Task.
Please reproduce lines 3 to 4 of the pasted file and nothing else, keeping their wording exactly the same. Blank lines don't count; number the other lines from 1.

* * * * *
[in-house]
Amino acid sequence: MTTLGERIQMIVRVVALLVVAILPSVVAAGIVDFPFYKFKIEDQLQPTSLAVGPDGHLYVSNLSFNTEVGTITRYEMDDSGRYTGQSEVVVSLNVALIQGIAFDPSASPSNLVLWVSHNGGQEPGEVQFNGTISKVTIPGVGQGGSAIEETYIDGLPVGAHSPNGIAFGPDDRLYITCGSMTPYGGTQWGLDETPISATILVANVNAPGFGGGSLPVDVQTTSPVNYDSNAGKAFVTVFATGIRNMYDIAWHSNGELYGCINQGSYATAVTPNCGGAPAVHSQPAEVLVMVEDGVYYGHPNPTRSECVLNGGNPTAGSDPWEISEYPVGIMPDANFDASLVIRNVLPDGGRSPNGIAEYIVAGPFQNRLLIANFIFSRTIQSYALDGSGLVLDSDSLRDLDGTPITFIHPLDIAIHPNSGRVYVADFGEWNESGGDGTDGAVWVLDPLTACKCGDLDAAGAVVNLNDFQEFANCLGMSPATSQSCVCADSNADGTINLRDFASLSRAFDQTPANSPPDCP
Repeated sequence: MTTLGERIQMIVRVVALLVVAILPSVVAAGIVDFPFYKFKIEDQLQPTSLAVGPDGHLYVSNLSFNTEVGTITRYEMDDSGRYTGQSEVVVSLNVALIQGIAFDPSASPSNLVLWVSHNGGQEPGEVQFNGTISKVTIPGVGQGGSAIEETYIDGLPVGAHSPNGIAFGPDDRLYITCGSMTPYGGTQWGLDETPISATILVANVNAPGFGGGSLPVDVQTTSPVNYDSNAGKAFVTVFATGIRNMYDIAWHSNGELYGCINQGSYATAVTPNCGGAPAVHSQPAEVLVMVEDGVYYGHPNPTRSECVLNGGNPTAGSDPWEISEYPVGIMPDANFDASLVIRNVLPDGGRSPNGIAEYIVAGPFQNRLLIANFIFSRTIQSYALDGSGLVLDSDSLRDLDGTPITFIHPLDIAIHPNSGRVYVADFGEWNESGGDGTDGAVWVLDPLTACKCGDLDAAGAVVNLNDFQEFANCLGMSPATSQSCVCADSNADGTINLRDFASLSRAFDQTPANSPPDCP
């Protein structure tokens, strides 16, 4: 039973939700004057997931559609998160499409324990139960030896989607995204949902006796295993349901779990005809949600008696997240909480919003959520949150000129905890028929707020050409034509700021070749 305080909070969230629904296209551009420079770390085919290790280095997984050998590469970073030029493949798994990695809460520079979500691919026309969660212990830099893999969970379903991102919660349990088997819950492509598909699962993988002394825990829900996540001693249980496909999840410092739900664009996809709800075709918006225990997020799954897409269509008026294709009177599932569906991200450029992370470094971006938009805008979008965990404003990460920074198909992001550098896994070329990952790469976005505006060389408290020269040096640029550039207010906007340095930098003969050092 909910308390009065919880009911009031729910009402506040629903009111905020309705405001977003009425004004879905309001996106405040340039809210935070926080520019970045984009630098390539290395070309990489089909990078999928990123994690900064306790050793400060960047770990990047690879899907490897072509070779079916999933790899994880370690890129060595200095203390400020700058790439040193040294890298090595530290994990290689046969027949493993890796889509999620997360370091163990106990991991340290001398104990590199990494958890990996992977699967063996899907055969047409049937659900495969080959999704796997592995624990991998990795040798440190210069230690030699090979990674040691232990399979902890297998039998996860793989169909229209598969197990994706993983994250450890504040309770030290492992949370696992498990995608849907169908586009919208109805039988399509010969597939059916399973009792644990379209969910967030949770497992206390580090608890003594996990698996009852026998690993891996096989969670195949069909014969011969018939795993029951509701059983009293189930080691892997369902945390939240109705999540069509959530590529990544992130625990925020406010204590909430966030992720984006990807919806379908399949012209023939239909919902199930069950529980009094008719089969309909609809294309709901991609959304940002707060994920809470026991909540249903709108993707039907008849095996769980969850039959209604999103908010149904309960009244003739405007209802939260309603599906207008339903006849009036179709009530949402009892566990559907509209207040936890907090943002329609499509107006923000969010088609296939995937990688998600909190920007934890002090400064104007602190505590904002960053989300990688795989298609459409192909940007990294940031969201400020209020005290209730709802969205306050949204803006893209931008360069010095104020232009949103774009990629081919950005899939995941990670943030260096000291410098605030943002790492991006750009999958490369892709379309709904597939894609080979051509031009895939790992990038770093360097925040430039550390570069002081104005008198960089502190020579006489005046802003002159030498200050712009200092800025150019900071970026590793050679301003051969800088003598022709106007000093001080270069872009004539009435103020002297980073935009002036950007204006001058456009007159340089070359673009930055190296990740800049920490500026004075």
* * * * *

Repeated sequence: MTTLGERIQMIVRVVALLVVAILPSVVAAGIVDFPFYKFKIEDQLQPTSLAVGPDGHLYVSNLSFNTEVGTITRYEMDDSGRYTGQSEVVVSLNVALIQGIAFDPSASPSNLVLWVSHNGGQEPGEVQFNGTISKVTIPGVGQGGSAIEETYIDGLPVGAHSPNGIAFGPDDRLYITCGSMTPYGGTQWGLDETPISATILVANVNAPGFGGGSLPVDVQTTSPVNYDSNAGKAFVTVFATGIRNMYDIAWHSNGELYGCINQGSYATAVTPNCGGAPAVHSQPAEVLVMVEDGVYYGHPNPTRSECVLNGGNPTAGSDPWEISEYPVGIMPDANFDASLVIRNVLPDGGRSPNGIAEYIVAGPFQNRLLIANFIFSRTIQSYALDGSGLVLDSDSLRDLDGTPITFIHPLDIAIHPNSGRVYVADFGEWNESGGDGTDGAVWVLDPLTACKCGDLDAAGAVVNLNDFQEFANCLGMSPATSQSCVCADSNADGTINLRDFASLSRAFDQTPANSPPDCP
């Protein structure tokens, strides 16, 4: 039973939700004057997931559609998160499409324990139960030896989607995204949902006796295993349901779990005809949600008696997240909480919003959520949150000129905890028929707020050409034509700021070749 305080909070969230629904296209551009420079770390085919290790280095997984050998590469970073030029493949798994990695809460520079979500691919026309969660212990830099893999969970379903991102919660349990088997819950492509598909699962993988002394825990829900996540001693249980496909999840410092739900664009996809709800075709918006225990997020799954897409269509008026294709009177599932569906991200450029992370470094971006938009805008979008965990404003990460920074198909992001550098896994070329990952790469976005505006060389408290020269040096640029550039207010906007340095930098003969050092 909910308390009065919880009911009031729910009402506040629903009111905020309705405001977003009425004004879905309001996106405040340039809210935070926080520019970045984009630098390539290395070309990489089909990078999928990123994690900064306790050793400060960047770990990047690879899907490897072509070779079916999933790899994880370690890129060595200095203390400020700058790439040193040294890298090595530290994990290689046969027949493993890796889509999620997360370091163990106990991991340290001398104990590199990494958890990996992977699967063996899907055969047409049937659900495969080959999704796997592995624990991998990795040798440190210069230690030699090979990674040691232990399979902890297998039998996860793989169909229209598969197990994706993983994250450890504040309770030290492992949370696992498990995608849907169908586009919208109805039988399509010969597939059916399973009792644990379209969910967030949770497992206390580090608890003594996990698996009852026998690993891996096989969670195949069909014969011969018939795993029951509701059983009293189930080691892997369902945390939240109705999540069509959530590529990544992130625990925020406010204590909430966030992720984006990807919806379908399949012209023939239909919902199930069950529980009094008719089969309909609809294309709901991609959304940002707060994920809470026991909540249903709108993707039907008849095996769980969850039959209604999103908010149904309960009244003739405007209802939260309603599906207008339903006849009036179709009530949402009892566990559907509209207040936890907090943002329609499509107006923000969010088609296939995937990688998600909190920007934890002090400064104007602190505590904002960053989300990688795989298609459409192909940007990294940031969201400020209020005290209730709802969205306050949204803006893209931008360069010095104020232009949103774009990629081919950005899939995941990670943030260096000291410098605030943002790492991006750009999958490369892709379309709904597939894609080979051509031009895939790992990038770093360097925040430039550390570069002081104005008198960089502190020579006489005046802003002159030498200050712009200092800025150019900071970026590793050679301003051969800088003598022709106007000093001080270069872009004539009435103020002297980073935009002036950007204006001058456009007159340089070359673009930055190296990740800049920490500026004075």